- Moerenuma Park
- Former Hokkaido Government Office
- Mount Moiwa Observation Deck
Best Things To Do:
- Visit the Sapporo Beer Museum
- Party in Susukino
- Indulge in local delicacies at the Curb Market
Places to stay:
- The Stay Sapporo
- Relief Sapporosusukino Hotel
- Tmark City Hotel Sapporo
Places to eat:
- Gotsubo Oyster Bar
- Hyousetsu No Mon
- Sapporo Beer Garden
How to reach: New Chitose Airport, located in Sapporo, is the closest airport, approximately 53 km away. There is an abundance of local taxis and cabs to transport you to your destination.
9. Osaka – A Cultural Delight
With its vibrant shopping arcades, incredible food scene, and vibrant nightlife, Osaka is a must-visit city in Japan. It is not only a paradise for food and party lovers but also for avid tourists who are captivated by the wonders of every place they visit. This is one of the most recommended places to visit in Japan for first-timers!
- Universal Studios Japan
- Osaka Castle
Best Things To Do In Osaka:
- Visit the Kaiyukan Aquarium
- Visit the Hozenji Temple
- Go beer tasting and enjoy the nightlife
Places to stay:
- Hotel Taiyo
- Hotel Fine Garden Juso
- APA Hotel Osaka Higobashi Ekimae
- Osaka Tacos
- Giga Rabbit
- Curry Yakumido
How to reach: The nearest airports to Osaka are Kansai International Airport and Osaka International Airport. Taxis are available at the airports for convenient transportation.
Map of Must-See Destinations in Japan
© OpenStreetMap © MapTiler © Touropia
If you're planning a trip to Japan, there are several incredible places you shouldn't miss. One of the must-visit destinations is Kyoto, known for its ancient wonders, especially in the Edo capital. Kyoto offers temple pilgrimages and a chance to explore the historical charm of the city. Another place to consider is Shikoku, where you can embark on temple pilgrimages and immerse yourself in breathtaking scenery. Hiroshima is another remarkable destination, offering peaceful streets and a chance to visit important historical sites. And of course, don't forget to visit Tokyo, an energetic city with endless opportunities for shopping, dining, and entertainment.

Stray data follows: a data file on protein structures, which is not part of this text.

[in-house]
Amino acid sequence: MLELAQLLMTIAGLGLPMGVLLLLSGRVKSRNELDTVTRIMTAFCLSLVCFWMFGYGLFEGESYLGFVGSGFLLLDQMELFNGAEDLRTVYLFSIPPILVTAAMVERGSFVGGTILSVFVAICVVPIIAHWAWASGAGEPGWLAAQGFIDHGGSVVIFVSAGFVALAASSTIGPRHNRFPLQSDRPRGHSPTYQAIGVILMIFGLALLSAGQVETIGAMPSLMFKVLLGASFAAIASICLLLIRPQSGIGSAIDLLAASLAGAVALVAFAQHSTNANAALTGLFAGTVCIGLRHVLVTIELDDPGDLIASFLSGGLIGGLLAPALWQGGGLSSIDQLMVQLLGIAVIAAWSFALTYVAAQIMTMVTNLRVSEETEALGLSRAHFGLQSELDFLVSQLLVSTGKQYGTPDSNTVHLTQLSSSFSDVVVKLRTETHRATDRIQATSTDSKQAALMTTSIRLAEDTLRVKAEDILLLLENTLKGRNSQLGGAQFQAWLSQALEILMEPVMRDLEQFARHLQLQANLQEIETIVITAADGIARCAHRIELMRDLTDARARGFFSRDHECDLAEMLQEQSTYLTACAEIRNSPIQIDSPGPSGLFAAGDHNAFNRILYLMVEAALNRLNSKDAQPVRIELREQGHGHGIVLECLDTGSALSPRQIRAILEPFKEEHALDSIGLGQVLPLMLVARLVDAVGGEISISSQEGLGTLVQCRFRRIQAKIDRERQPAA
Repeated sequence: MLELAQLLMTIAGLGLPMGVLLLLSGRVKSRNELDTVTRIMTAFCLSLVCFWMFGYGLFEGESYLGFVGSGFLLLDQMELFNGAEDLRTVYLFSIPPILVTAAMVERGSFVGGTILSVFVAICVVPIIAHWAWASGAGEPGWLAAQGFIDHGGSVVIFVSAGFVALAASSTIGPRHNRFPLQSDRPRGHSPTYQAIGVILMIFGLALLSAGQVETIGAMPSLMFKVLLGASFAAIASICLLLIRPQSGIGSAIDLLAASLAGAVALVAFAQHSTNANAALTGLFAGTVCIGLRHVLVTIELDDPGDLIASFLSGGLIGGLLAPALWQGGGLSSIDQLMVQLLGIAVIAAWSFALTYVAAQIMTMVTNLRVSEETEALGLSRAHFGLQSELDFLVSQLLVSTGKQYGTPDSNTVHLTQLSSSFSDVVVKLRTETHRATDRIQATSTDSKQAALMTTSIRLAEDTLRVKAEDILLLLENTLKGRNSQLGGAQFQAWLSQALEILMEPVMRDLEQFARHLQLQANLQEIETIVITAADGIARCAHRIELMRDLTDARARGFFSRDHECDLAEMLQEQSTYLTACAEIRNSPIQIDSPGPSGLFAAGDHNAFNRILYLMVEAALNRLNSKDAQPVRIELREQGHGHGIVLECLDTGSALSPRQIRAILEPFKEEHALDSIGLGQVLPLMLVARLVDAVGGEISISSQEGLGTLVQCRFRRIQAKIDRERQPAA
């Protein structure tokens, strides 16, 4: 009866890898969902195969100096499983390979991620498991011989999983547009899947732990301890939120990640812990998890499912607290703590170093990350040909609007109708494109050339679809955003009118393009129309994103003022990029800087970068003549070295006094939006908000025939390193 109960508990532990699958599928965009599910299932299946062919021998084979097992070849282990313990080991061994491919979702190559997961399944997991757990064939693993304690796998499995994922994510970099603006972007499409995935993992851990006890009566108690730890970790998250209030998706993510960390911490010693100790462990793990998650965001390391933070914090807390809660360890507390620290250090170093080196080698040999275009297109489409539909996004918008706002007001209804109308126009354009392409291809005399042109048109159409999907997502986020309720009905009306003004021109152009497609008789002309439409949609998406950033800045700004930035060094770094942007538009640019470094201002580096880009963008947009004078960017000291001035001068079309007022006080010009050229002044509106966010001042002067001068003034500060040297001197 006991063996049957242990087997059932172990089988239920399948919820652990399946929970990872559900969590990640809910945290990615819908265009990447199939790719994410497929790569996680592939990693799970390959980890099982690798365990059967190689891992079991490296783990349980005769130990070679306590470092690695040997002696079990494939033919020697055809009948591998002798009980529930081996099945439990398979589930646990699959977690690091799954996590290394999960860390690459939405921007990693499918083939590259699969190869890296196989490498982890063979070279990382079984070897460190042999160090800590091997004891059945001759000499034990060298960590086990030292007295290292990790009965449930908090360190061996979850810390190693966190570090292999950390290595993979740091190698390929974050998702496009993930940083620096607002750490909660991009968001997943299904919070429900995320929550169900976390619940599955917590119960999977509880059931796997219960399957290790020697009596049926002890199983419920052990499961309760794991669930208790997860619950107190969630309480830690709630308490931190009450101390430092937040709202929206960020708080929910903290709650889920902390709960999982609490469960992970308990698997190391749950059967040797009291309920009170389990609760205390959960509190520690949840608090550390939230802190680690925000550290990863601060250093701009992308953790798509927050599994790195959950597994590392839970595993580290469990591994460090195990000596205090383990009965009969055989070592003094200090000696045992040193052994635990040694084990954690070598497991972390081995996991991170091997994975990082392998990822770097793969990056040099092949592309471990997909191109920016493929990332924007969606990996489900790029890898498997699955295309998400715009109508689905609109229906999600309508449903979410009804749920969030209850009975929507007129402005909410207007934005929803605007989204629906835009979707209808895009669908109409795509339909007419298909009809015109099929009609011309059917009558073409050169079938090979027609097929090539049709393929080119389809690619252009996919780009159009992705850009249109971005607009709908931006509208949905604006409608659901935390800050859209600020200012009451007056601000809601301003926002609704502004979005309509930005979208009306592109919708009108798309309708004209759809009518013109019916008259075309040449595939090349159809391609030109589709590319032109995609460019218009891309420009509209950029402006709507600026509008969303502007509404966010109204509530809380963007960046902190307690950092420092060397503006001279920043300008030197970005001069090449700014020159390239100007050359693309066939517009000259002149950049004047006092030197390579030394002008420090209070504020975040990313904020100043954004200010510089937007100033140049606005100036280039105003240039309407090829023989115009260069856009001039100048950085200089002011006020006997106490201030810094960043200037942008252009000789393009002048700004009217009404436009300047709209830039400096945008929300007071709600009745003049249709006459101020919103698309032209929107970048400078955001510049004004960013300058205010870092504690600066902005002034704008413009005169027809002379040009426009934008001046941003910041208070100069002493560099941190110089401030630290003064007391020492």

Kinosaki Onsen is renowned for its fabulous hot springs, which have attracted visitors since the eighth century. Located in the Kansai region of south-central Honshu, this small town is now part of Toyooka city. Kinosaki Onsen is bisected by a charming willow-lined canal, with the Maruyama River nearby. Visitors can experience the healing properties of the warm waters in any of the seven public onsen bathhouses. The bathhouses feature elaborate interiors, fine architecture, and beautiful gardens. Staying in a ryokan, a traditional inn, is a quintessential part of the Kinosaki Onsen experience. The town also offers a variety of shops, cafes, and restaurants where visitors can purchase local handicrafts and enjoy tasty delicacies, especially fresh seafood.
The Kiso Valley was once part of the Nakasendo trade route, which connected Kyoto to Edo (Tokyo). It is known for its charming old post stations and stunning mountain scenery. The valley, located in Nagano Prefecture, is surrounded by thick forests and steep mountains, with the Kiso River at its center. Many visitors choose to hike between the Edo period post towns of Magome and Tsumago, which offer verdant forests, bubbling streams, and picturesque old buildings. Nagai, another charming post town in Kiso Valley, is worth exploring, along with the delightful hiking trails that weave through the surrounding landscape.
Ishigaki is considered Japan's premier beach destination and serves as a gateway to other islands in the Yaeyama archipelago. What sets Ishigaki apart is its stunning beaches, particularly Fusaki and Maezato, which are protected by nets and are ideal for families. Located 1,250 miles (2,000 kilometers) south of Tokyo, Ishigaki offers more than just beaches. Visitors can indulge in an exuberant nightlife, engage in a variety of water sports, go beachcombing, or even climb Mount Nosoko for breathtaking views.